My first Letter to the Editor
is published !!

The Washington Post
Thursday 20 April 2006

The first "letter to the editor" I ever got published in my life was in the Washington Post.  I would have liked it to be about politics, but instead it's about airplanes.

Boeing737airframe- photo by DaveWilliams-WichitaEagle
Boeing 737 airframes being assembled from sections built in Wichita Falls, KS.  
Photo by  Dave Williams, The Wichita Eagle


The April 17 front-page story "Boeing Parts & Rules Bent, Whistle-Blowers
Say"  reported that 737 airliners are getting fuselage skin made from parts
of the wrong size and shape and with pre-drilled holes in the wrong
place; workers drill new holes by hand to put the plane together. The story
said that the Federal Aviation Administration (FAA) did not pursue three
whistle-blowers' tips because the parts in question would not present a
safety risk even if they failed in flight.  Such failures have never caused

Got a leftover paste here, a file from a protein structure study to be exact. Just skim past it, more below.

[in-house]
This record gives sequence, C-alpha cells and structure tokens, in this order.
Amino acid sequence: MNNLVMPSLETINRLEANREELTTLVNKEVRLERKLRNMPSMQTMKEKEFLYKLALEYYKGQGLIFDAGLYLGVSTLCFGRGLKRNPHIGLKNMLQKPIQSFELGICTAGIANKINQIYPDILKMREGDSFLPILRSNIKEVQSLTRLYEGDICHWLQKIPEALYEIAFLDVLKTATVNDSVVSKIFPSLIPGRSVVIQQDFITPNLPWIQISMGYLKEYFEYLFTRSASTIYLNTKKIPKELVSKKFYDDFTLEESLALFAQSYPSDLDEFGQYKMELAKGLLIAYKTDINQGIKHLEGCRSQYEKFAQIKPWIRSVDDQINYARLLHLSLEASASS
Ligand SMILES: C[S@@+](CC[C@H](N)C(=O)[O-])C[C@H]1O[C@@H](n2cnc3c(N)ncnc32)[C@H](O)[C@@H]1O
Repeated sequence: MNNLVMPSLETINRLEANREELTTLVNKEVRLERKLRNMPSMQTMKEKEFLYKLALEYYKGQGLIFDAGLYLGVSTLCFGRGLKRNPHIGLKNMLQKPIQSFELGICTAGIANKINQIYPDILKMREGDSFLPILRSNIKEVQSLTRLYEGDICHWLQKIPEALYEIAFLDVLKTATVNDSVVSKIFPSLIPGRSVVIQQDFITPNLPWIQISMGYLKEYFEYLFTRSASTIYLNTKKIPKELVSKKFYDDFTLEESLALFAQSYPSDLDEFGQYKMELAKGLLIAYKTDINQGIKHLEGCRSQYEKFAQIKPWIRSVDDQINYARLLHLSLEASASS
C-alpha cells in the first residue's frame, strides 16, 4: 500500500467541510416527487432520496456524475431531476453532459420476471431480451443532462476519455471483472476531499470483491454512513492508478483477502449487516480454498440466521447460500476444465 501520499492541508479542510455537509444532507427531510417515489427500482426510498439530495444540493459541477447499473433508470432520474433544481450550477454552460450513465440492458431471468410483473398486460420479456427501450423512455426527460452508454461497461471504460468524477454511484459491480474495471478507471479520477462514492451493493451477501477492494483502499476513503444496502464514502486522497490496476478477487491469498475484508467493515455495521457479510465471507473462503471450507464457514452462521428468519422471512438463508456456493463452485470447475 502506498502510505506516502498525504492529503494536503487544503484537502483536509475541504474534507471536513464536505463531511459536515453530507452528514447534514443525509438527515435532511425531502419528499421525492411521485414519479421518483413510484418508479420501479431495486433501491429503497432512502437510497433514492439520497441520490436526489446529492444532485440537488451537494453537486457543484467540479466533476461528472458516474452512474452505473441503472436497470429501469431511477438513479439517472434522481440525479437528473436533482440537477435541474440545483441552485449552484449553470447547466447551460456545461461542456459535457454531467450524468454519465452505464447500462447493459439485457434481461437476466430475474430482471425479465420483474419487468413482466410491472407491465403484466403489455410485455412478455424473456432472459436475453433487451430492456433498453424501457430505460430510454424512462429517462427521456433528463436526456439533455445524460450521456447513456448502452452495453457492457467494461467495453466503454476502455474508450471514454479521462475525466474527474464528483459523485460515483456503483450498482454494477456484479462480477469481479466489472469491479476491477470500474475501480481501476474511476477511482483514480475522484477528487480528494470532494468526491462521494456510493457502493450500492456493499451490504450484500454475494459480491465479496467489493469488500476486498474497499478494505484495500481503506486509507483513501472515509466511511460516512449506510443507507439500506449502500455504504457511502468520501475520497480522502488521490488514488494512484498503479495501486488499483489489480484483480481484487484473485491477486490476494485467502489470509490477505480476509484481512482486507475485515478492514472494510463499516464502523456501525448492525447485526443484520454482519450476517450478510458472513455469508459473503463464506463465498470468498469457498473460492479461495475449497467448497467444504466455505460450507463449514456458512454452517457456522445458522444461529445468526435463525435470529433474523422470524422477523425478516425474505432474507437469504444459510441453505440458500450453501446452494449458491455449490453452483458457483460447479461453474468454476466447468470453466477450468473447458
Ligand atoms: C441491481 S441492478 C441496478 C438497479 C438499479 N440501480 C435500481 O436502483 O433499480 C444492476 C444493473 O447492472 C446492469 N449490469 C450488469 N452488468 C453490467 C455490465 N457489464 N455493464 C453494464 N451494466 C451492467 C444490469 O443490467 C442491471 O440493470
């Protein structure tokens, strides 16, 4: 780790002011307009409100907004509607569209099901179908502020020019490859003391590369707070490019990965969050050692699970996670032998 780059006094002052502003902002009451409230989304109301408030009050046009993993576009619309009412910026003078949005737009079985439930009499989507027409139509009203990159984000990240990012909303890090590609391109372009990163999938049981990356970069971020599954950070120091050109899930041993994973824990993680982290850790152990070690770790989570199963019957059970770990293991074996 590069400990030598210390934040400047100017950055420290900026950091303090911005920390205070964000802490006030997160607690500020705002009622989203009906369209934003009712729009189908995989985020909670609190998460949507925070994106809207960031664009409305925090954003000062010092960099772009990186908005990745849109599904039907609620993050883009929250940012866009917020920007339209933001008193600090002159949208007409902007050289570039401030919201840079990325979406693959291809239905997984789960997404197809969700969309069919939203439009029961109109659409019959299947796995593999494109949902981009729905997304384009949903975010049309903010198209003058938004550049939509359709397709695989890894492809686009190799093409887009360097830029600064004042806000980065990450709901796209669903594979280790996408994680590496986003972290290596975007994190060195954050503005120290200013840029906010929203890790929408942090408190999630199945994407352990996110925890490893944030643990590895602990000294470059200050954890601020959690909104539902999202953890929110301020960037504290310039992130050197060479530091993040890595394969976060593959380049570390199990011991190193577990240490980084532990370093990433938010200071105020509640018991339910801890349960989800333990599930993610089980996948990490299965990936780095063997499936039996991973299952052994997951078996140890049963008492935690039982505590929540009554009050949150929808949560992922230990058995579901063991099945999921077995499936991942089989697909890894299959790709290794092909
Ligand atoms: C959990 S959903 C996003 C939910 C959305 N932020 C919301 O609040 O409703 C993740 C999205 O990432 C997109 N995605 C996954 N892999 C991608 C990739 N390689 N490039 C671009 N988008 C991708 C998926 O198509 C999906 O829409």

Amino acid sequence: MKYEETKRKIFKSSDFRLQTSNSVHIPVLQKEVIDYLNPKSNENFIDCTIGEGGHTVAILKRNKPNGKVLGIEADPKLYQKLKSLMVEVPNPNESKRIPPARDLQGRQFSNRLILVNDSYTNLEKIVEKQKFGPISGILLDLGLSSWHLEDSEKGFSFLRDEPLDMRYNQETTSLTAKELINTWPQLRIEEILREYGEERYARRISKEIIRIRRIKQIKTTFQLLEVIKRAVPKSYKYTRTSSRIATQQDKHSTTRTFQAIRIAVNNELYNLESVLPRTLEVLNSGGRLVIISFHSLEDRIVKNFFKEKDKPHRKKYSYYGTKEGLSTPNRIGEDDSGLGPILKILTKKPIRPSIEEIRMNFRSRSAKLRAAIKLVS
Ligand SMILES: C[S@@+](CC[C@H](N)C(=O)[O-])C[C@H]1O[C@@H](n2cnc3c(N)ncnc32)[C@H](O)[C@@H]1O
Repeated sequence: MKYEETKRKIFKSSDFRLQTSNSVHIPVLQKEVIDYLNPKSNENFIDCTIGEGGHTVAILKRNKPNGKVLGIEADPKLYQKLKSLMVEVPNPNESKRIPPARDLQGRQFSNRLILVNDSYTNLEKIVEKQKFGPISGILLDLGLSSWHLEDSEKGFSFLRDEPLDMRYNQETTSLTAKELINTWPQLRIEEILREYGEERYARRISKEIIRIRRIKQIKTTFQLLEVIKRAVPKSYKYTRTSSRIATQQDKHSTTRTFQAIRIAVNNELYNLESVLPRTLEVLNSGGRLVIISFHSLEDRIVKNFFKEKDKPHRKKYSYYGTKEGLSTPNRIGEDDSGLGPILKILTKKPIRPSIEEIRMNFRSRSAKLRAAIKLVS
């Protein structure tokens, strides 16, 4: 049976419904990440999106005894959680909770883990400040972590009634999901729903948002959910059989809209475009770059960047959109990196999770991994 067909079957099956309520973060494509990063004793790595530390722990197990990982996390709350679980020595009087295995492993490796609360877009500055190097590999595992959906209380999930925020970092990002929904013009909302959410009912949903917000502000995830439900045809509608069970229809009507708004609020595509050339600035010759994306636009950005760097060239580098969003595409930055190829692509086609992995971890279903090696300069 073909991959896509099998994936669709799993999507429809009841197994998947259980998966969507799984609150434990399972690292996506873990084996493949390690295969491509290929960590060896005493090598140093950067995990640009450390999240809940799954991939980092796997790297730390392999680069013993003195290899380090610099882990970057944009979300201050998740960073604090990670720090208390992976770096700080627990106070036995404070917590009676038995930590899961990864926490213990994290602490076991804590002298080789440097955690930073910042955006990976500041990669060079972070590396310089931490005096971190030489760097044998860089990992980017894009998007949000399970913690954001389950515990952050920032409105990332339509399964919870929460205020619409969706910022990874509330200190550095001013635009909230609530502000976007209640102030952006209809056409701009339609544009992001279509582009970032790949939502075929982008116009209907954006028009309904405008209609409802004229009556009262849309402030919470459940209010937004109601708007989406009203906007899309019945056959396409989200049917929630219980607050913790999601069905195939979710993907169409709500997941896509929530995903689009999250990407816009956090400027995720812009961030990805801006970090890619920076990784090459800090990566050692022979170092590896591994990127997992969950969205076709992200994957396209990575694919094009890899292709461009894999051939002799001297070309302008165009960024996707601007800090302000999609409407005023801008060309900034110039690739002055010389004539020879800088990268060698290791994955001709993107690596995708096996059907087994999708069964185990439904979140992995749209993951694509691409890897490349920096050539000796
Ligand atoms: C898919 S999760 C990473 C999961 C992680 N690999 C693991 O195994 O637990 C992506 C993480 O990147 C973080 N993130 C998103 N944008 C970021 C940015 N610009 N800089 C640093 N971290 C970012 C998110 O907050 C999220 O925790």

a crash, the FAA said.

But in 1953 and 1954 three de Havilland Comets flown by Britain's BOAC
exploded in midair
when their fuselage skins failed, and  99 people died.  
With those failures, Britain lost its chance to be the dominant jetliner
supplier for the rest of the 20th century.    Britain eventually lost its
business to a rival named Boeing but first it lost its reputation.

The original article has a great graphic showing how an airplane fuselage is built, and where these parts fit in (or didn't fit in) to put the "skin" onto the airplane.

EXTRACT OF ORIGINAL ARTICLE in case you  don't have time to read it all:
 ...Cindy Wall, a company spokeswoman [for Boeing says,] "Our planes are safe."